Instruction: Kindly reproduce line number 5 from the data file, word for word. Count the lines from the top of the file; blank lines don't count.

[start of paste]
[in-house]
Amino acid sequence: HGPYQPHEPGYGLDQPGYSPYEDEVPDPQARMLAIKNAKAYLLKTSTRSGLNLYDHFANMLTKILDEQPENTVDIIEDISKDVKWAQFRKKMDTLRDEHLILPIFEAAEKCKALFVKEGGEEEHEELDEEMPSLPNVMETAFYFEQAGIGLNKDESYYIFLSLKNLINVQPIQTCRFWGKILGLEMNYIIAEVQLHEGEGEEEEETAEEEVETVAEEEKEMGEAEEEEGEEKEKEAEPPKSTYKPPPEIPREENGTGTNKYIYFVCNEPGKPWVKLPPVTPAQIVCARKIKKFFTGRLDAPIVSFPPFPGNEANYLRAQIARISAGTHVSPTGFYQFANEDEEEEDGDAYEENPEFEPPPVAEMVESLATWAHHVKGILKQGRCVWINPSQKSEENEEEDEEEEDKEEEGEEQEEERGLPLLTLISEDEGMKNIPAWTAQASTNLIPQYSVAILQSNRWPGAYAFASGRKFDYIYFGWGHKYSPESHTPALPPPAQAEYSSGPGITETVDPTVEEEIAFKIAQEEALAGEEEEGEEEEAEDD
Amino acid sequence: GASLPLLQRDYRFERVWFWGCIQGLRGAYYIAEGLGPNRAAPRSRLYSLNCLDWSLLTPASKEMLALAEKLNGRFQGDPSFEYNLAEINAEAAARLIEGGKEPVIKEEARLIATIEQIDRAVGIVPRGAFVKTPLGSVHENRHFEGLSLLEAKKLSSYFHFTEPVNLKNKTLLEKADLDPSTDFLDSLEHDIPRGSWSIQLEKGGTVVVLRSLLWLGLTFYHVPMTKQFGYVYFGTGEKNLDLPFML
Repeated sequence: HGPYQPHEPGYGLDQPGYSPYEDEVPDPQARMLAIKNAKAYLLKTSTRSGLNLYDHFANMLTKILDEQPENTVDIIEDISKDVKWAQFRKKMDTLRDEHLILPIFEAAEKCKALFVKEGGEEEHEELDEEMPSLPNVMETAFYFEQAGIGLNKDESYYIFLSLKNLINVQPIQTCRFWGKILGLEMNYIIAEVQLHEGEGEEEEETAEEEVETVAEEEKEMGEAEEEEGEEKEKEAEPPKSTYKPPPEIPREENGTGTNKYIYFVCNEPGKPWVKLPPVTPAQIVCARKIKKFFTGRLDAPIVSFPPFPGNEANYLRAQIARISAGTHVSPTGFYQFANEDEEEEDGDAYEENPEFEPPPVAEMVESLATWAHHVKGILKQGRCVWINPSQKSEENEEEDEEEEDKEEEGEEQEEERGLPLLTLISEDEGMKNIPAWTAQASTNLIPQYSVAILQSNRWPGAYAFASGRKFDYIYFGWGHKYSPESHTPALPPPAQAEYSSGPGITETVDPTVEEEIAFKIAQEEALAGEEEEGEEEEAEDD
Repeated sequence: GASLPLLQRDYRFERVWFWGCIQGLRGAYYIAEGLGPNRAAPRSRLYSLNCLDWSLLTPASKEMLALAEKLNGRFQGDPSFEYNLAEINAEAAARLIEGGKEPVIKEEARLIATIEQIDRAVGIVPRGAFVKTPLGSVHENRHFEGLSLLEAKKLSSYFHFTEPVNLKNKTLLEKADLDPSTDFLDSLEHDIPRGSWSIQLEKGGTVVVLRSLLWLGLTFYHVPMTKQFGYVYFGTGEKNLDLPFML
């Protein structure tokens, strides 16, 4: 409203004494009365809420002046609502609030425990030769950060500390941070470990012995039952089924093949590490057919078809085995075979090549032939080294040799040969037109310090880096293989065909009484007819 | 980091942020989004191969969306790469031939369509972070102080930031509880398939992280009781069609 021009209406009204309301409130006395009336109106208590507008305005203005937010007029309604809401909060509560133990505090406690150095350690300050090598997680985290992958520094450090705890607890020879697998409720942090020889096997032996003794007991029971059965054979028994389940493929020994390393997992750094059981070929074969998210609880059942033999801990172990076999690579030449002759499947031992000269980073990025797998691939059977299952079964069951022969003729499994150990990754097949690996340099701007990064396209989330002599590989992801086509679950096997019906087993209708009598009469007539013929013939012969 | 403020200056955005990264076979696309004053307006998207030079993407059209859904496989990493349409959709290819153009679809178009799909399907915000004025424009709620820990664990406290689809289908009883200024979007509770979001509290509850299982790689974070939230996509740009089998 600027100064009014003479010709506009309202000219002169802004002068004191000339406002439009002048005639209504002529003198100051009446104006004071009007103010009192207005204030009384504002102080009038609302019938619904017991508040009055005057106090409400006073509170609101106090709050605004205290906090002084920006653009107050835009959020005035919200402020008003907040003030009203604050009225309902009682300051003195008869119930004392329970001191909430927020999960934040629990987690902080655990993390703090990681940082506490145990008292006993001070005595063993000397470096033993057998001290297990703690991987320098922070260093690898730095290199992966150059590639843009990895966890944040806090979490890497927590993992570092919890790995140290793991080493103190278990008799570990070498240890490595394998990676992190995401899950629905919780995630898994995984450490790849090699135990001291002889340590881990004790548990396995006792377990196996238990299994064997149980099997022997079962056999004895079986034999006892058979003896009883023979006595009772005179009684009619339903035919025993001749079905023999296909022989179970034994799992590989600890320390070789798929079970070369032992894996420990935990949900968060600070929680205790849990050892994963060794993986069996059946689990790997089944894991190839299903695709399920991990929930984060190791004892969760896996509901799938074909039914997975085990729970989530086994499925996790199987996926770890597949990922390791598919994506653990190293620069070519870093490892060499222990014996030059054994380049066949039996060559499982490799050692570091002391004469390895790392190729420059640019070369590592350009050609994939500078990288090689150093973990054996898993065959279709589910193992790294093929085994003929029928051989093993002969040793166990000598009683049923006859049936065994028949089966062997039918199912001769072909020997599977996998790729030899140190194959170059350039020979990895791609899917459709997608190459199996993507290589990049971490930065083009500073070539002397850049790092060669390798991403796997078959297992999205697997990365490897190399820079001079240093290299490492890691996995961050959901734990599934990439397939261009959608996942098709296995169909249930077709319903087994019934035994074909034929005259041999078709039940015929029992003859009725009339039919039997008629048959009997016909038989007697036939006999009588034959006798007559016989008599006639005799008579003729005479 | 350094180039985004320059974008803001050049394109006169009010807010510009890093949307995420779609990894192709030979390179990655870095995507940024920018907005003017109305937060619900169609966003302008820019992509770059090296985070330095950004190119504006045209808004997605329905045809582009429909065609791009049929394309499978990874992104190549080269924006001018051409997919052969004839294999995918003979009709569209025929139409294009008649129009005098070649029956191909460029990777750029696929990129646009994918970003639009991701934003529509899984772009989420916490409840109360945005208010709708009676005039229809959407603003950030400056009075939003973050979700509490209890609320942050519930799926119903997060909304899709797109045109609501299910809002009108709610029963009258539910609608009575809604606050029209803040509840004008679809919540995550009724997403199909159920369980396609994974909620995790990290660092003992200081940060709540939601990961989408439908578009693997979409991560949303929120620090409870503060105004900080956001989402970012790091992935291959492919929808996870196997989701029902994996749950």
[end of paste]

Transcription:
Repeated sequence: GASLPLLQRDYRFERVWFWGCIQGLRGAYYIAEGLGPNRAAPRSRLYSLNCLDWSLLTPASKEMLALAEKLNGRFQGDPSFEYNLAEINAEAAARLIEGGKEPVIKEEARLIATIEQIDRAVGIVPRGAFVKTPLGSVHENRHFEGLSLLEAKKLSSYFHFTEPVNLKNKTLLEKADLDPSTDFLDSLEHDIPRGSWSIQLEKGGTVVVLRSLLWLGLTFYHVPMTKQFGYVYFGTGEKNLDLPFML